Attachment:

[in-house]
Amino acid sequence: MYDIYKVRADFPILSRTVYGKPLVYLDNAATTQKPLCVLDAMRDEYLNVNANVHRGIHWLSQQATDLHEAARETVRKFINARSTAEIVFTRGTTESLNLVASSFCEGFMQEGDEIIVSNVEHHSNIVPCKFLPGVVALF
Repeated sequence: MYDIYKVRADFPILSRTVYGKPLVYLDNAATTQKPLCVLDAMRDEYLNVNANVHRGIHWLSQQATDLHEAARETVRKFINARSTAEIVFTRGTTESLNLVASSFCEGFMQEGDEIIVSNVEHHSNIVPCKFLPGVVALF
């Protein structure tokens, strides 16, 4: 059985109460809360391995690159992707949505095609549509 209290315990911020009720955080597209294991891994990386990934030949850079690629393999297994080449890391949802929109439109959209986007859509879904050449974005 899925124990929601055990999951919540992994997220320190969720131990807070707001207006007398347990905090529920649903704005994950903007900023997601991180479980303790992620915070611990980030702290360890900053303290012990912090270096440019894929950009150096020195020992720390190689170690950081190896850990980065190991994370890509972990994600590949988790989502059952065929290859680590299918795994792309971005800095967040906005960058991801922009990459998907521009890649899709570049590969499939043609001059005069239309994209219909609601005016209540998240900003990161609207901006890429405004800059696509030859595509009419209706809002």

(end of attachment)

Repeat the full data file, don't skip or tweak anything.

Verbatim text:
[in-house]
Amino acid sequence: MYDIYKVRADFPILSRTVYGKPLVYLDNAATTQKPLCVLDAMRDEYLNVNANVHRGIHWLSQQATDLHEAARETVRKFINARSTAEIVFTRGTTESLNLVASSFCEGFMQEGDEIIVSNVEHHSNIVPCKFLPGVVALF
Repeated sequence: MYDIYKVRADFPILSRTVYGKPLVYLDNAATTQKPLCVLDAMRDEYLNVNANVHRGIHWLSQQATDLHEAARETVRKFINARSTAEIVFTRGTTESLNLVASSFCEGFMQEGDEIIVSNVEHHSNIVPCKFLPGVVALF
């Protein structure tokens, strides 16, 4: 059985109460809360391995690159992707949505095609549509 209290315990911020009720955080597209294991891994990386990934030949850079690629393999297994080449890391949802929109439109959209986007859509879904050449974005 899925124990929601055990999951919540992994997220320190969720131990807070707001207006007398347990905090529920649903704005994950903007900023997601991180479980303790992620915070611990980030702290360890900053303290012990912090270096440019894929950009150096020195020992720390190689170690950081190896850990980065190991994370890509972990994600590949988790989502059952065929290859680590299918795994792309971005800095967040906005960058991801922009990459998907521009890649899709570049590969499939043609001059005069239309994209219909609601005016209540998240900003990161609207901006890429405004800059696509030859595509009419209706809002």